Feb. 24 (Bloomberg) -- Vodafone Group Plc Chief Executive Officer Vittorio Colao said Europe’s phone carriers aren’t investing enough in new technologies because they struggle to make money, calling for more consolidation in the industry.
“Europe needs jobs and Europe needs investment,” Colao said at the Mobile World Congress in Barcelona today. “Our sector has basically reduced investment in the last five years, while in America investment has been going up by 75 percent.”
European customers use half of the mobile data and a fifth of the minutes, spending 40 percent less on wireless plans than their counterparts in the U.S., according to Colao, who is meeting with European Commissioner Neelie Kroes today as carriers discuss policy that could spur investment.
Telefonica SA’s German unit is likely to face objections from EU regulators over it’s 8.55 billion euro ($11.7 billion) bid for Royal KPN NV’s E-Plus, people familiar with the matter said this month. Other carriers have been watching the deal closely for signs that regulators might allow more mergers within countries that may help carriers recoup investments.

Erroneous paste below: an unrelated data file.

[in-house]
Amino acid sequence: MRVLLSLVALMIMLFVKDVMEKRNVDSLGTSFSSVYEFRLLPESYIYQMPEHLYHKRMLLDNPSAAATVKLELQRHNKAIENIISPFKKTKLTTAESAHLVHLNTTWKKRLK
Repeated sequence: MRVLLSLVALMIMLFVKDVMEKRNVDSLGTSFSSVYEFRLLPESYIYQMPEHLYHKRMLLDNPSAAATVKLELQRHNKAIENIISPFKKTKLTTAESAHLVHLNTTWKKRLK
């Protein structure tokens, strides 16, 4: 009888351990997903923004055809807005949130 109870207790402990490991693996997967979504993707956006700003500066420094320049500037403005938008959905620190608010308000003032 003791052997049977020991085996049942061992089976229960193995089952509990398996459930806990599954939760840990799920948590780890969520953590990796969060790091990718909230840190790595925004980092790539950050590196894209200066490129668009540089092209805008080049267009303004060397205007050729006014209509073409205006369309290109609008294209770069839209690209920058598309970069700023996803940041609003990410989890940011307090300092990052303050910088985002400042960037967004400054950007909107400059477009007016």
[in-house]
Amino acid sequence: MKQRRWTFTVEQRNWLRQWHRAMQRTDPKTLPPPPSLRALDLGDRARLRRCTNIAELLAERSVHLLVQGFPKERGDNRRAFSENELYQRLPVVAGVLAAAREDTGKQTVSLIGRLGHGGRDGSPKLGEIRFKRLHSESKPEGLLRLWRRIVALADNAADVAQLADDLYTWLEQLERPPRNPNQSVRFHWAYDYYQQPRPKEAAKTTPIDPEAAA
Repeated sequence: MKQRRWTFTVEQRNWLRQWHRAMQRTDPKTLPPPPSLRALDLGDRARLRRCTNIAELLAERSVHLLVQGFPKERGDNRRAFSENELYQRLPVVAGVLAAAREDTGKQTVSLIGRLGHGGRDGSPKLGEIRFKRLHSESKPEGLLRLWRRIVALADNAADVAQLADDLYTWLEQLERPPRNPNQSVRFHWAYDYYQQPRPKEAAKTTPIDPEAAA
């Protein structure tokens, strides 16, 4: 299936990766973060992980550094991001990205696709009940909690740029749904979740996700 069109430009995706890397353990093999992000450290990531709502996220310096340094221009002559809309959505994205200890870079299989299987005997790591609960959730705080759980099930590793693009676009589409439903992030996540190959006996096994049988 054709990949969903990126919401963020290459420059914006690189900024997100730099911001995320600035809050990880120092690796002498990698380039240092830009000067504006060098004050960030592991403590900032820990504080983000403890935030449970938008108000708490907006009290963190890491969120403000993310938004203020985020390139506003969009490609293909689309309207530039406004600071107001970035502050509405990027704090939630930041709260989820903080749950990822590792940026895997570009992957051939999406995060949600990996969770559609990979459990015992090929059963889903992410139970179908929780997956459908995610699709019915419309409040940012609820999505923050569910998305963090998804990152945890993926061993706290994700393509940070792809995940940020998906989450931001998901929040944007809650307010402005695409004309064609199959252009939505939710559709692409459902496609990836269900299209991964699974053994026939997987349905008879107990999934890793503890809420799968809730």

“Policymakers make sure that we think long term,” Colao said. “In general there is a need for consolidation Europe, which has been under-investing because returns have been lower than in other parts of the world.”
Vodafone has discussed a bid for Spanish cable provider Grupo Corporative ONO SA, people familiar with the Newbury, England-based company’s thinking have said. ONO snubbed the approach, moving in favor of an initial public offering.
Colao said today Vodafone is focusing on its joint broadband buildout in Spain with Orange SA, formerly known as France Telecom SA. He met with Orange yesterday and discussed a push for joining forces to build high-speed fiber connections in the country, he said.
“We are clearly interested in broadband in Spain, we are clearly into offering our own solutions,” Colao said.“We have a good agreement with France Telecom, and we will see if things will change.”
Vodafone started trading today for the first time after a stock consolidation following the $130 billion sale of its U.S. business to Verizon Communications Inc. The shares rose 1.7 percent to 248 pence at 1:24 p.m. in London, valuing the carrier at 65.6 billion pounds ($109 billion).
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